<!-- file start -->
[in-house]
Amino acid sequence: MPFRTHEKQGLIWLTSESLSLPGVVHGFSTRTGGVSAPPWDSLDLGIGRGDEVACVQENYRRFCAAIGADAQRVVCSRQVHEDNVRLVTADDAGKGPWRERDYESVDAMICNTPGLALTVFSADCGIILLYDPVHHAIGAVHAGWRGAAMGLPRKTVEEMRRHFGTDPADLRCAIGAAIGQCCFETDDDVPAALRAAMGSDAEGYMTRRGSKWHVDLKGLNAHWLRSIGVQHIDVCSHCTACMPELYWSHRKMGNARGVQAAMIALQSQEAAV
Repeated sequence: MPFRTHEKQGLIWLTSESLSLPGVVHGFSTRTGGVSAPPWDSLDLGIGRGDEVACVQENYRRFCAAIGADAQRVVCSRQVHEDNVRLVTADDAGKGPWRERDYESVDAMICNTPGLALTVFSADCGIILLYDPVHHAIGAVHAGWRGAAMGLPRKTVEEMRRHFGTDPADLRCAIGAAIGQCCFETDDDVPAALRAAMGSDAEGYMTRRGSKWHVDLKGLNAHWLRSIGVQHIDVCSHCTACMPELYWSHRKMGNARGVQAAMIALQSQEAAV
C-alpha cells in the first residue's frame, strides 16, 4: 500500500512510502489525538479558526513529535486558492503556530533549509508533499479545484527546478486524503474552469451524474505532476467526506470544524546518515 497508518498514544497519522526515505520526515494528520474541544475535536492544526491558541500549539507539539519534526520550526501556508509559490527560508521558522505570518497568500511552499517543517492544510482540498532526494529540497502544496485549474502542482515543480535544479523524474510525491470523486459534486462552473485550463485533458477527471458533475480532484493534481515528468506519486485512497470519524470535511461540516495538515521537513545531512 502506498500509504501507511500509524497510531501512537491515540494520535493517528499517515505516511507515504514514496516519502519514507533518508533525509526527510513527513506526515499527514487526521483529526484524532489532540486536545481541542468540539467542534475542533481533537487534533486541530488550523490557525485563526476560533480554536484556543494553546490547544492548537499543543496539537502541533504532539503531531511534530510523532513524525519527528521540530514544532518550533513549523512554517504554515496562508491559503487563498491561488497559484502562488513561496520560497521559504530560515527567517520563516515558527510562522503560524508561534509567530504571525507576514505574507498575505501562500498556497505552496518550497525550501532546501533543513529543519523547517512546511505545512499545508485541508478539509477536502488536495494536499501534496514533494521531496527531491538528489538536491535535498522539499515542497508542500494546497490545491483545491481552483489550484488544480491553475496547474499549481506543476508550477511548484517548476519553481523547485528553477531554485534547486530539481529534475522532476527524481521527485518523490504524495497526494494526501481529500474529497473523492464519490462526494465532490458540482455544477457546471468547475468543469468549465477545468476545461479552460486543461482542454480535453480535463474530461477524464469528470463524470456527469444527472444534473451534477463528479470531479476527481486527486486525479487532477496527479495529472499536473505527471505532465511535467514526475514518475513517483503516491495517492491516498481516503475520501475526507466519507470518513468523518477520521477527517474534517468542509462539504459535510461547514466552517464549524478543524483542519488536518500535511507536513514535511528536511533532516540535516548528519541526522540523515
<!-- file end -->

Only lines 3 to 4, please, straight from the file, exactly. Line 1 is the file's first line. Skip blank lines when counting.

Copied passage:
Repeated sequence: MPFRTHEKQGLIWLTSESLSLPGVVHGFSTRTGGVSAPPWDSLDLGIGRGDEVACVQENYRRFCAAIGADAQRVVCSRQVHEDNVRLVTADDAGKGPWRERDYESVDAMICNTPGLALTVFSADCGIILLYDPVHHAIGAVHAGWRGAAMGLPRKTVEEMRRHFGTDPADLRCAIGAAIGQCCFETDDDVPAALRAAMGSDAEGYMTRRGSKWHVDLKGLNAHWLRSIGVQHIDVCSHCTACMPELYWSHRKMGNARGVQAAMIALQSQEAAV
C-alpha cells in the first residue's frame, strides 16, 4: 500500500512510502489525538479558526513529535486558492503556530533549509508533499479545484527546478486524503474552469451524474505532476467526506470544524546518515 497508518498514544497519522526515505520526515494528520474541544475535536492544526491558541500549539507539539519534526520550526501556508509559490527560508521558522505570518497568500511552499517543517492544510482540498532526494529540497502544496485549474502542482515543480535544479523524474510525491470523486459534486462552473485550463485533458477527471458533475480532484493534481515528468506519486485512497470519524470535511461540516495538515521537513545531512 502506498500509504501507511500509524497510531501512537491515540494520535493517528499517515505516511507515504514514496516519502519514507533518508533525509526527510513527513506526515499527514487526521483529526484524532489532540486536545481541542468540539467542534475542533481533537487534533486541530488550523490557525485563526476560533480554536484556543494553546490547544492548537499543543496539537502541533504532539503531531511534530510523532513524525519527528521540530514544532518550533513549523512554517504554515496562508491559503487563498491561488497559484502562488513561496520560497521559504530560515527567517520563516515558527510562522503560524508561534509567530504571525507576514505574507498575505501562500498556497505552496518550497525550501532546501533543513529543519523547517512546511505545512499545508485541508478539509477536502488536495494536499501534496514533494521531496527531491538528489538536491535535498522539499515542497508542500494546497490545491483545491481552483489550484488544480491553475496547474499549481506543476508550477511548484517548476519553481523547485528553477531554485534547486530539481529534475522532476527524481521527485518523490504524495497526494494526501481529500474529497473523492464519490462526494465532490458540482455544477457546471468547475468543469468549465477545468476545461479552460486543461482542454480535453480535463474530461477524464469528470463524470456527469444527472444534473451534477463528479470531479476527481486527486486525479487532477496527479495529472499536473505527471505532465511535467514526475514518475513517483503516491495517492491516498481516503475520501475526507466519507470518513468523518477520521477527517474534517468542509462539504459535510461547514466552517464549524478543524483542519488536518500535511507536513514535511528536511533532516540535516548528519541526522540523515